3-D printing—or additive manufacturing—is making gains in some unusual places, aided by artificial intelligence and the explosion of low-cost computing power to help the technology compete with traditional production methods such as casting or forging.
This isn’t a call to invest in consumer-focused 3-D printing stocks, which rocketed higher in 2014 and fell back to earth in subsequent years. Most of the gains are being made are on the enterprise—or business side—of the 3-D printing market. And the big developments are happening inside big companies like Volkswagen (VOW.Germany) and Airbus (AIR.France).
“In effect you make a giant welded part,” Sigma Labs (ticker: SGLB) CEO John Rice tells Barron’s. He’s referring to 3-D metal printing that joins metal powder with a laser. Material is heated precisely by powerful, focused light to build complex shapes microscopic layer by layer. The laser darts around rapidly, giving it the effect of a miniature light show.
It’s impressive and expensive. That’s one reason 3-D metal technology penetration has been slower than the most bullish investors hoped for years ago. It’s still far easier to cast metal parts in a traditional foundry. That’s limited 3-D metal printing gains to the aerospace industry where low volumes along with high costs and complexity are considered standard operating procedure.
General Electric (ticker: GE), for instance, wants to generate $1 billion in sales from 3-D printed parts in its aerospace division by 2020. That goal was set in 2017. But GE is making progress. Today, the company’s new, huge GE9X jet engine combines more than 300 engine parts into seven 3-D printed parts. The GE9X is the engine powering the new Boeing (BA) 777X jet. The plane had its maiden flight in January is due to be delivered in 2021.
“One of the most important problems is qualifying the production of parts,” Claus Emmelmann, head of Germany’s Fraunhofer Institute tells Barron’s. His institute is dedicated to expanding the use of metal-based additive manufacturing in industry. He says the development process for designing and qualifying satisfactory parts is expensive and time consuming. “We are bashing our way to calibrating and qualifying parts through repeated failures.”
That’s where Rice’s Sigma comes in. The small New Mexico-based company sells products to improve quality and validate parts. They are the quality control of the 3-D printing world.
“You can overheat or under melt parts,” says Rice, explaining all the other things that can go wrong while a laser melts metal powder. Variability is the enemy of production. Manufacturers want consistent parts fast. “3-D printers have personality,” adds Rice.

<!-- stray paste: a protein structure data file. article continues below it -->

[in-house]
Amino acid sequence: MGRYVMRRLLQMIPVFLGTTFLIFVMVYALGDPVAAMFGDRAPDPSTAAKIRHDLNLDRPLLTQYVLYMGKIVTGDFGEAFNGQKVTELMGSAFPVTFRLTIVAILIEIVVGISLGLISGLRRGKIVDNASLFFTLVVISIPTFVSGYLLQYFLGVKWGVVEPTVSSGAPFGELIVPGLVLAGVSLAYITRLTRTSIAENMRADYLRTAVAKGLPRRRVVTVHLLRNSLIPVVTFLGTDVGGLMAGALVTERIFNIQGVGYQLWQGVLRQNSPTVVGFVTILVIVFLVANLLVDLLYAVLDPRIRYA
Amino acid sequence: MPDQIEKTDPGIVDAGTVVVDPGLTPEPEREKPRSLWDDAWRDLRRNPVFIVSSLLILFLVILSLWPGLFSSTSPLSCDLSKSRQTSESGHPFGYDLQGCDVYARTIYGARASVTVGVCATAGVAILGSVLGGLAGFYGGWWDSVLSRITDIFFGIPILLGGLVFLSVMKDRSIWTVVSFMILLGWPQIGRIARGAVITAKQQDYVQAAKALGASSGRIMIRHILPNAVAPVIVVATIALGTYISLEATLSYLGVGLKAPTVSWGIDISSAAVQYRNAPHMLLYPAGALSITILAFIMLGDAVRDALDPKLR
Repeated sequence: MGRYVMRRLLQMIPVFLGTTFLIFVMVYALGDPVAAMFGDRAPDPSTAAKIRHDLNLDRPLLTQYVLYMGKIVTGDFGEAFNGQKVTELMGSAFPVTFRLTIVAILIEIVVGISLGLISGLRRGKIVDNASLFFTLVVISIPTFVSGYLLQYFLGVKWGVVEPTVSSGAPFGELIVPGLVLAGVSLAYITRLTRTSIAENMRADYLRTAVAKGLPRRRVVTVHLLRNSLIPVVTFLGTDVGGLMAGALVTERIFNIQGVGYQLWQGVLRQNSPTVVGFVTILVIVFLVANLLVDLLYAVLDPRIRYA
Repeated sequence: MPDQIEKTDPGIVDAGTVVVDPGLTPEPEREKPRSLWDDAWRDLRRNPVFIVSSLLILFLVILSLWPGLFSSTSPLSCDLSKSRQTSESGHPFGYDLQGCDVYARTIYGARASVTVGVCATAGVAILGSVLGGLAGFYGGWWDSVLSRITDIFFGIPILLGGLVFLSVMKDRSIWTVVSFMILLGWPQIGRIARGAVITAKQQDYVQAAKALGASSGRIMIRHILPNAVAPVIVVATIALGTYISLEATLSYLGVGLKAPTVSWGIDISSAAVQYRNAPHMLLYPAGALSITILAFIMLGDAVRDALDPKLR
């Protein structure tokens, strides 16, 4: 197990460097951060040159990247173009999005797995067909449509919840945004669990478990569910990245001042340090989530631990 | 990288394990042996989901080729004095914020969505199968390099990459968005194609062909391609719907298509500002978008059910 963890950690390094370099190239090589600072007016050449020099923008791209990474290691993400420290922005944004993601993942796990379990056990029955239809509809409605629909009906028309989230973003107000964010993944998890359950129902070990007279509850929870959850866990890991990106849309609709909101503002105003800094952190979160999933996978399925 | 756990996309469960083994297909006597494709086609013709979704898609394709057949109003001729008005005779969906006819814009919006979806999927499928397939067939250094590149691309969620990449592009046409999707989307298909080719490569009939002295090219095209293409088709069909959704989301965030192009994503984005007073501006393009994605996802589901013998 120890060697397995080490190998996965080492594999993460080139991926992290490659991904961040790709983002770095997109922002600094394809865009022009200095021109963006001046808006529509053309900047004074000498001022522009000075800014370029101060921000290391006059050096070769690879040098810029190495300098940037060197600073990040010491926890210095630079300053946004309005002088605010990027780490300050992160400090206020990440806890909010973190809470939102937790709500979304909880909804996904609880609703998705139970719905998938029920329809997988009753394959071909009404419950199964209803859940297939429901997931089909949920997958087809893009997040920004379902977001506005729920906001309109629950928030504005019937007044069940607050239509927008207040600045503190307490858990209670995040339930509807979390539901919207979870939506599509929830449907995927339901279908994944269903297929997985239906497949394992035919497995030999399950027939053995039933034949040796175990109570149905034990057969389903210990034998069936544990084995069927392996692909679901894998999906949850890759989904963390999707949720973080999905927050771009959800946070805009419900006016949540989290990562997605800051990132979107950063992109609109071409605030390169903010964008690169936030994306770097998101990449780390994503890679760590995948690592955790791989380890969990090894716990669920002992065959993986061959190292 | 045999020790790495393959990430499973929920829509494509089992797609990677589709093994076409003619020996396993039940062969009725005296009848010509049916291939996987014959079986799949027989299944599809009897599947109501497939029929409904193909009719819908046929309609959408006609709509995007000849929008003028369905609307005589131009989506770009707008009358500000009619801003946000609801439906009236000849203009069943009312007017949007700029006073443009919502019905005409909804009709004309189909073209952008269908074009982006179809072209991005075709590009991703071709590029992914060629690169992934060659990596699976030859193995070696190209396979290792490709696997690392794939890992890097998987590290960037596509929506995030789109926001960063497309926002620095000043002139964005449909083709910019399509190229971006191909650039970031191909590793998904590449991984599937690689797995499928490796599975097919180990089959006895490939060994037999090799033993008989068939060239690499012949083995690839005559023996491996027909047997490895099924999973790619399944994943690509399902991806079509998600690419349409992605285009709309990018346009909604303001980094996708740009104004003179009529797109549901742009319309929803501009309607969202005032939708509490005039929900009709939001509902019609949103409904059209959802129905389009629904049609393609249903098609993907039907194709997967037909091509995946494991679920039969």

His company uses software and artificial intelligence to scan and adjust welding characteristics in real time. “Sigma truncates the part [validation] process significantly,” says Emmelmann.
The more advanced, computer-aided quality control techniques help reduce development lead times and drive down costs. The machines themselves are getting more productive too. The first versions were single lasers, welding one part at a time. Now machines can be bought with four lasers.
3-D metal printing, as a result of the improvements, is making headway into more industries. Artificial hips and knees can be printed. Health care is another industry characterized by low volume, highly technical products. “It’s worth noting that demand for our 3D printed cementless knees continues to climb, exiting the year at over 36% of our U.S. knee procedures,” said Stryker (SYK) vice president Katherine Owen on the company’s earnings conference call.
But 3-D metal printing is starting to make inroads into the automotive business. That’s a market will far higher part volumes. Boeing and Airbus make less than 2,000 commercial jets each year. The global auto industry cranks out about 100 million cars.
Volkswagen has 3-D printed brake calipers for its Bugatti hypercars. That’s not a great example of wide spread automotive penetration. Those vehicles cost millions each. But other manufacturers, including Ford Motor (F) and BMW (BMW.Germany), are investing in 3-D printed parts.
So how big can the market for 3-D metal printed parts get? That’s the million, or billion, dollar question.
“We have a market $1 or $2 billion in parts today,” says Emmelmann. That accounts for less than 1% of his definition for the overall market of metal parts. But Emmelmann believes the market will grow about 35% a year for a long time. 3-D metal printing can be a $50 billion business by the end of the decade.
For investors it’s hard to find a direct investment. Sigma is very small. Germany company SLM Solutions (AM3D.Germany) makes machines. After a big run, the stock recently sold off when a large holder sold a block of shares.
For now, most of the 3-D metal printing benefits accrue to the industries adopting 3-D printing. Aerospace costs fall and quality improves. Aerospace aftermarket businesses, at the margin, become more profitable. 3-D printing makes it easier to stock low volume, jet engine parts.
But the space still bears watching. Markets growing at 35% a year are hard to find.